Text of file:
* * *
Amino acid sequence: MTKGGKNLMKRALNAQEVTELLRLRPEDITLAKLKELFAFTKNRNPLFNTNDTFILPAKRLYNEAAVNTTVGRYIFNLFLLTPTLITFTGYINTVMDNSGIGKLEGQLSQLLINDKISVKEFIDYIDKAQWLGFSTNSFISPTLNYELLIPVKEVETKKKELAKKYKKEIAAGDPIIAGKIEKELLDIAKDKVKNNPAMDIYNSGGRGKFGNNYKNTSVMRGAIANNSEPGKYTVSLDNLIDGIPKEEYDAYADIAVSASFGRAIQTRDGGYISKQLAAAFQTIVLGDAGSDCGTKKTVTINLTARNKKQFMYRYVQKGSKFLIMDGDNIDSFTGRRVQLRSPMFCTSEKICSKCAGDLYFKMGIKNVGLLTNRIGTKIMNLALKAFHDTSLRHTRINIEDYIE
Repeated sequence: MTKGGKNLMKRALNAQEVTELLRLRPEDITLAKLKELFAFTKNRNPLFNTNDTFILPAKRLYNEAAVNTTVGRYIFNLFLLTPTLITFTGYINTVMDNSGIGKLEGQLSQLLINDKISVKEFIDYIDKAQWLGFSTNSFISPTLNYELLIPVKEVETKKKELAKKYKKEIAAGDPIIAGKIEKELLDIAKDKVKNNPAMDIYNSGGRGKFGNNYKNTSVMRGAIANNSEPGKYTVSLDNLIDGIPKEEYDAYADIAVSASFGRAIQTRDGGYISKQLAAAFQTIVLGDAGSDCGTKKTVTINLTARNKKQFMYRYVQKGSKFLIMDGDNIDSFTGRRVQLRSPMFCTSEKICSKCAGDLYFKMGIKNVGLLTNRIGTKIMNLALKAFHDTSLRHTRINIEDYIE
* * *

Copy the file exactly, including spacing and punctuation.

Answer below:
Amino acid sequence: MTKGGKNLMKRALNAQEVTELLRLRPEDITLAKLKELFAFTKNRNPLFNTNDTFILPAKRLYNEAAVNTTVGRYIFNLFLLTPTLITFTGYINTVMDNSGIGKLEGQLSQLLINDKISVKEFIDYIDKAQWLGFSTNSFISPTLNYELLIPVKEVETKKKELAKKYKKEIAAGDPIIAGKIEKELLDIAKDKVKNNPAMDIYNSGGRGKFGNNYKNTSVMRGAIANNSEPGKYTVSLDNLIDGIPKEEYDAYADIAVSASFGRAIQTRDGGYISKQLAAAFQTIVLGDAGSDCGTKKTVTINLTARNKKQFMYRYVQKGSKFLIMDGDNIDSFTGRRVQLRSPMFCTSEKICSKCAGDLYFKMGIKNVGLLTNRIGTKIMNLALKAFHDTSLRHTRINIEDYIE
Repeated sequence: MTKGGKNLMKRALNAQEVTELLRLRPEDITLAKLKELFAFTKNRNPLFNTNDTFILPAKRLYNEAAVNTTVGRYIFNLFLLTPTLITFTGYINTVMDNSGIGKLEGQLSQLLINDKISVKEFIDYIDKAQWLGFSTNSFISPTLNYELLIPVKEVETKKKELAKKYKKEIAAGDPIIAGKIEKELLDIAKDKVKNNPAMDIYNSGGRGKFGNNYKNTSVMRGAIANNSEPGKYTVSLDNLIDGIPKEEYDAYADIAVSASFGRAIQTRDGGYISKQLAAAFQTIVLGDAGSDCGTKKTVTINLTARNKKQFMYRYVQKGSKFLIMDGDNIDSFTGRRVQLRSPMFCTSEKICSKCAGDLYFKMGIKNVGLLTNRIGTKIMNLALKAFHDTSLRHTRINIEDYIE